Sweden's Public Health Agency has suspended the use of Moderna's COVID-19 vaccine for those ages 30 and under, citing concerns over side effects primarily seen among the younger population.
In a statement Wednesday, the Swedish health agency referred to "signals of an increased risk of side effects such as inflammation of the heart muscle or the pericardium" — the thin sac that surrounds the heart and the roots of its main blood vessels. "The risk of being affected is very small," the agency stated.
Sweden's chief epidemiologist, Anders Tegnell, said that they "follow the situation closely and act quickly to ensure that vaccinations against COVID-19 are always as safe as possible and at the same time provide effective protection."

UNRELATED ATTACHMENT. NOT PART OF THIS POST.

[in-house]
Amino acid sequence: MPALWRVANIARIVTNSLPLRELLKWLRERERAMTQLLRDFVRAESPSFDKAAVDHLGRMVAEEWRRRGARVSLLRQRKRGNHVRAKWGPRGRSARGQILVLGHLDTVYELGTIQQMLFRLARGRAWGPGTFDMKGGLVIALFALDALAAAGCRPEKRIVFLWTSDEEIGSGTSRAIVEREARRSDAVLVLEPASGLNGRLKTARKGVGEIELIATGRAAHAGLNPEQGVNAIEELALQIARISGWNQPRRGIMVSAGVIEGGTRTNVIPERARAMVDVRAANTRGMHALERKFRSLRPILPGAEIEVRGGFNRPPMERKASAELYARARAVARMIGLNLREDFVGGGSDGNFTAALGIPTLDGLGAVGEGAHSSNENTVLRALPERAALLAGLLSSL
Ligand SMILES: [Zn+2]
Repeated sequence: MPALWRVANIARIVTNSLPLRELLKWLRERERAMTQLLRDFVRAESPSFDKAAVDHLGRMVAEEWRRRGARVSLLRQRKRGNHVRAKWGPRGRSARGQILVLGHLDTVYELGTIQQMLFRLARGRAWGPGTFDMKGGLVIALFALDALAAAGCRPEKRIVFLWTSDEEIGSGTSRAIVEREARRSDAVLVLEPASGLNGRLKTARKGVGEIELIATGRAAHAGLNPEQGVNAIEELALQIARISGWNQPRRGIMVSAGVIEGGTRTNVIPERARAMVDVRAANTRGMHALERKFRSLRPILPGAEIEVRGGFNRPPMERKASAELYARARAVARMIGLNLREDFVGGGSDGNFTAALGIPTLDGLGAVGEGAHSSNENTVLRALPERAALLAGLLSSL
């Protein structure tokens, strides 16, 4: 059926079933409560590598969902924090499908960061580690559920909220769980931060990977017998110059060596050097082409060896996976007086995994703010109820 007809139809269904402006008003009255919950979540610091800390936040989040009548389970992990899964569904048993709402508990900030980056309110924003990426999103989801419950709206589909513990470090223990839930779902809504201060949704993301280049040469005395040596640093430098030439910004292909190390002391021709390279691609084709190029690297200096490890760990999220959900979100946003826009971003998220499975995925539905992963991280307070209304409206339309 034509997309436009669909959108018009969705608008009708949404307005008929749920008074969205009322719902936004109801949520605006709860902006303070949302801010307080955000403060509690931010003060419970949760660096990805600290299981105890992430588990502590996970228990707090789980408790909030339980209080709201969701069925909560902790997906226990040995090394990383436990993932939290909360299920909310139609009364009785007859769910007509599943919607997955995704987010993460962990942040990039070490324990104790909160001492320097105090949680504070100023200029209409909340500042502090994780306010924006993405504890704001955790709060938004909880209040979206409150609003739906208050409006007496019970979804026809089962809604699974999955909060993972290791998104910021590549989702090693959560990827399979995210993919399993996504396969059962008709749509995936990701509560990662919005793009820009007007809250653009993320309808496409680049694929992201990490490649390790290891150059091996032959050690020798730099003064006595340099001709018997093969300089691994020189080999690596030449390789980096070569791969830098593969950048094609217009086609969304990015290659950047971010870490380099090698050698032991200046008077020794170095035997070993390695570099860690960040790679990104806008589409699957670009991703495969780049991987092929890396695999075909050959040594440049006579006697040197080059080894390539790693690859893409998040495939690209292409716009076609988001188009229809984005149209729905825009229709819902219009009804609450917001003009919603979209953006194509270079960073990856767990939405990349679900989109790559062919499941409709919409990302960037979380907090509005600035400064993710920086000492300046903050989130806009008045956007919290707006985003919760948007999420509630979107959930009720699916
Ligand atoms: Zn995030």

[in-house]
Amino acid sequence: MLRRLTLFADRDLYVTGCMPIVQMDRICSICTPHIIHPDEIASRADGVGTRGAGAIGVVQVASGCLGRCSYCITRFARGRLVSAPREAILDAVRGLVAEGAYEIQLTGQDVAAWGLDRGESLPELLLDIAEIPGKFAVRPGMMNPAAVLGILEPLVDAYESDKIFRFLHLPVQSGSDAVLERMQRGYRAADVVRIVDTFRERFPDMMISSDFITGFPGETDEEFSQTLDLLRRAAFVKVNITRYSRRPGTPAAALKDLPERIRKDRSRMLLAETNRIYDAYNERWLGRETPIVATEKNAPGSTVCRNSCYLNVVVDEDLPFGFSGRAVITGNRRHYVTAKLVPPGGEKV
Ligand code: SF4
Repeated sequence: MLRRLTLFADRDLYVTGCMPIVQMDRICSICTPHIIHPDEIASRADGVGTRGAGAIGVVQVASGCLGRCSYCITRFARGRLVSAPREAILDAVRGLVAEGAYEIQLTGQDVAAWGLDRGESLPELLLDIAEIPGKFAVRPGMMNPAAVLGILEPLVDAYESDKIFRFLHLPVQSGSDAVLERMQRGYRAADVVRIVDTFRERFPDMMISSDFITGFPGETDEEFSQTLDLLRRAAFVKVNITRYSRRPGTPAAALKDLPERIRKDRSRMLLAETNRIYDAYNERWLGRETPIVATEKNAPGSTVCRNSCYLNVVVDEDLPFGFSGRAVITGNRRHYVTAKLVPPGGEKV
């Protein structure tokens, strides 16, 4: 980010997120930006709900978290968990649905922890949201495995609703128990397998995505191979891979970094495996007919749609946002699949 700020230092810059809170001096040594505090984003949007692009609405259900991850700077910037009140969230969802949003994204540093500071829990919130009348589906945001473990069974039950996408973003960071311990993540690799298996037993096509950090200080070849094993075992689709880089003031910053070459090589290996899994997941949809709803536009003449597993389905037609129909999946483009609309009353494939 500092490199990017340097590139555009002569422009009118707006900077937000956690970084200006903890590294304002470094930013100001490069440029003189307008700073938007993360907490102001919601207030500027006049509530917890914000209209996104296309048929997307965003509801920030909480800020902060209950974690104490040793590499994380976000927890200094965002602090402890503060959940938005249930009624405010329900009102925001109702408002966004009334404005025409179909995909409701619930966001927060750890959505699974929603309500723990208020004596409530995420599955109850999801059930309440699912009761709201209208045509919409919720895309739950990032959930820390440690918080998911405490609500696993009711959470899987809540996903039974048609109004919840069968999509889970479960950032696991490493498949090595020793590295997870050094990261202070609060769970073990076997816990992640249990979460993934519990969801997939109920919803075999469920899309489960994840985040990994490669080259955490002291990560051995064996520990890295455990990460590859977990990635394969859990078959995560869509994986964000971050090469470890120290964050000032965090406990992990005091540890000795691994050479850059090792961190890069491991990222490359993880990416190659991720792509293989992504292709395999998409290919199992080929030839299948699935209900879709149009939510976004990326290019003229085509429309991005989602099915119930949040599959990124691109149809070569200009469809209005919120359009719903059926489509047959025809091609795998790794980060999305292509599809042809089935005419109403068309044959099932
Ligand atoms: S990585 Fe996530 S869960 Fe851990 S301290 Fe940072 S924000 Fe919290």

U.S. and European regulators have cautioned that both the Moderna and Pfizer vaccines have been linked to side effects of chest pain and heart inflammation in teenagers and young adults, most commonly among males.
New preliminary analyses indicate that the connection is especially clear when it comes to Moderna's vaccine, particularly after the second dose, Sweden's Public Health Agency said. "The increase in risk is seen within four weeks after the vaccination, mainly within the first two weeks," it said.
The Swedish agency said it recommends the Pfizer vaccine for these age groups instead. Its current decision to suspend the Moderna vaccine is valid until Dec. 1.
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